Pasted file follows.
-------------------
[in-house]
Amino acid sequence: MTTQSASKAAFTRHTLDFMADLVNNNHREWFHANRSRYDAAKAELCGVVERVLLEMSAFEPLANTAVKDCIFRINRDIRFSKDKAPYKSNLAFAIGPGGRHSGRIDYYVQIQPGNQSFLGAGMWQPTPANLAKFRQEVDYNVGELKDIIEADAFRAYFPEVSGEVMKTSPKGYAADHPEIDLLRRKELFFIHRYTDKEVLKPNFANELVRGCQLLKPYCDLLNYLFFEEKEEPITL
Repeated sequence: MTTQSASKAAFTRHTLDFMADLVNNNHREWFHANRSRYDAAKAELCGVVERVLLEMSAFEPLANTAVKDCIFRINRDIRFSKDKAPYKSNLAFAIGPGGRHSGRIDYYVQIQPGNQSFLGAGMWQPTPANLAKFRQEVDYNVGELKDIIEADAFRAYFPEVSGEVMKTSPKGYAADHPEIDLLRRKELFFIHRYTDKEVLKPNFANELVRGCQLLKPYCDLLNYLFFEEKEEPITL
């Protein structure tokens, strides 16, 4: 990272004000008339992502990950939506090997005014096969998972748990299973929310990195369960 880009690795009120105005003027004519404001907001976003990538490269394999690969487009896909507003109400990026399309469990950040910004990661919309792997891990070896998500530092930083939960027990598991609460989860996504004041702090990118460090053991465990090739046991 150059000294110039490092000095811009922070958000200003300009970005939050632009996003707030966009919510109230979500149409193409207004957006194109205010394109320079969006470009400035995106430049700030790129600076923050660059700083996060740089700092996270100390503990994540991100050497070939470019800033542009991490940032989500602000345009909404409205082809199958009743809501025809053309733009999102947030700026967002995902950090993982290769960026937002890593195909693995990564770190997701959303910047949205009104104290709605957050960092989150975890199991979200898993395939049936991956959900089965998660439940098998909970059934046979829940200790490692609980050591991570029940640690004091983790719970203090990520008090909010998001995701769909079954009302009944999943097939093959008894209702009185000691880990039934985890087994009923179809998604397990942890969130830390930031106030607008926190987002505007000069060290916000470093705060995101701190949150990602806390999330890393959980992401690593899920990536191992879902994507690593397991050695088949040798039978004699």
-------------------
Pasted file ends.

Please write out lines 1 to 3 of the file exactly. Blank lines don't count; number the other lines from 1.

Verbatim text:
[in-house]
Amino acid sequence: MTTQSASKAAFTRHTLDFMADLVNNNHREWFHANRSRYDAAKAELCGVVERVLLEMSAFEPLANTAVKDCIFRINRDIRFSKDKAPYKSNLAFAIGPGGRHSGRIDYYVQIQPGNQSFLGAGMWQPTPANLAKFRQEVDYNVGELKDIIEADAFRAYFPEVSGEVMKTSPKGYAADHPEIDLLRRKELFFIHRYTDKEVLKPNFANELVRGCQLLKPYCDLLNYLFFEEKEEPITL
Repeated sequence: MTTQSASKAAFTRHTLDFMADLVNNNHREWFHANRSRYDAAKAELCGVVERVLLEMSAFEPLANTAVKDCIFRINRDIRFSKDKAPYKSNLAFAIGPGGRHSGRIDYYVQIQPGNQSFLGAGMWQPTPANLAKFRQEVDYNVGELKDIIEADAFRAYFPEVSGEVMKTSPKGYAADHPEIDLLRRKELFFIHRYTDKEVLKPNFANELVRGCQLLKPYCDLLNYLFFEEKEEPITL